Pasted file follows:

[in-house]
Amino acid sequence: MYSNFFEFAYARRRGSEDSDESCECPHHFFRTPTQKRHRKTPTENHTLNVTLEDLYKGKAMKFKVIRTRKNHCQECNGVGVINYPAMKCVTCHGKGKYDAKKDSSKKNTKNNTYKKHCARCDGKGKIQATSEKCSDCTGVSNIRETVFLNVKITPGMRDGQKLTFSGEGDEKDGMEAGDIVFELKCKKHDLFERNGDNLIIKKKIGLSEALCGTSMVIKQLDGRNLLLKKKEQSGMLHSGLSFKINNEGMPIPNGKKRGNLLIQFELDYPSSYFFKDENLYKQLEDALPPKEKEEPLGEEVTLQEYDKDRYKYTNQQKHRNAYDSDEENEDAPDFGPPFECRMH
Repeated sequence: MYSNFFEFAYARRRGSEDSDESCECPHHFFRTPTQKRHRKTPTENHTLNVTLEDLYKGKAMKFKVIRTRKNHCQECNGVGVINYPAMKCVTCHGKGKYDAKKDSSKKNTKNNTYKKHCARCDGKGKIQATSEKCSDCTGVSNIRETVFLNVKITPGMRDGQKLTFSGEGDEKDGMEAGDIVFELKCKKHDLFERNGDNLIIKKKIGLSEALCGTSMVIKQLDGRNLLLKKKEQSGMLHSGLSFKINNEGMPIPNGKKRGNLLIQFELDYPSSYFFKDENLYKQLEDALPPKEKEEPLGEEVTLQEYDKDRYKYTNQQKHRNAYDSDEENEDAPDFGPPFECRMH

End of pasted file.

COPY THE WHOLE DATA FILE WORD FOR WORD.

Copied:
[in-house]
Amino acid sequence: MYSNFFEFAYARRRGSEDSDESCECPHHFFRTPTQKRHRKTPTENHTLNVTLEDLYKGKAMKFKVIRTRKNHCQECNGVGVINYPAMKCVTCHGKGKYDAKKDSSKKNTKNNTYKKHCARCDGKGKIQATSEKCSDCTGVSNIRETVFLNVKITPGMRDGQKLTFSGEGDEKDGMEAGDIVFELKCKKHDLFERNGDNLIIKKKIGLSEALCGTSMVIKQLDGRNLLLKKKEQSGMLHSGLSFKINNEGMPIPNGKKRGNLLIQFELDYPSSYFFKDENLYKQLEDALPPKEKEEPLGEEVTLQEYDKDRYKYTNQQKHRNAYDSDEENEDAPDFGPPFECRMH
Repeated sequence: MYSNFFEFAYARRRGSEDSDESCECPHHFFRTPTQKRHRKTPTENHTLNVTLEDLYKGKAMKFKVIRTRKNHCQECNGVGVINYPAMKCVTCHGKGKYDAKKDSSKKNTKNNTYKKHCARCDGKGKIQATSEKCSDCTGVSNIRETVFLNVKITPGMRDGQKLTFSGEGDEKDGMEAGDIVFELKCKKHDLFERNGDNLIIKKKIGLSEALCGTSMVIKQLDGRNLLLKKKEQSGMLHSGLSFKINNEGMPIPNGKKRGNLLIQFELDYPSSYFFKDENLYKQLEDALPPKEKEEPLGEEVTLQEYDKDRYKYTNQQKHRNAYDSDEENEDAPDFGPPFECRMH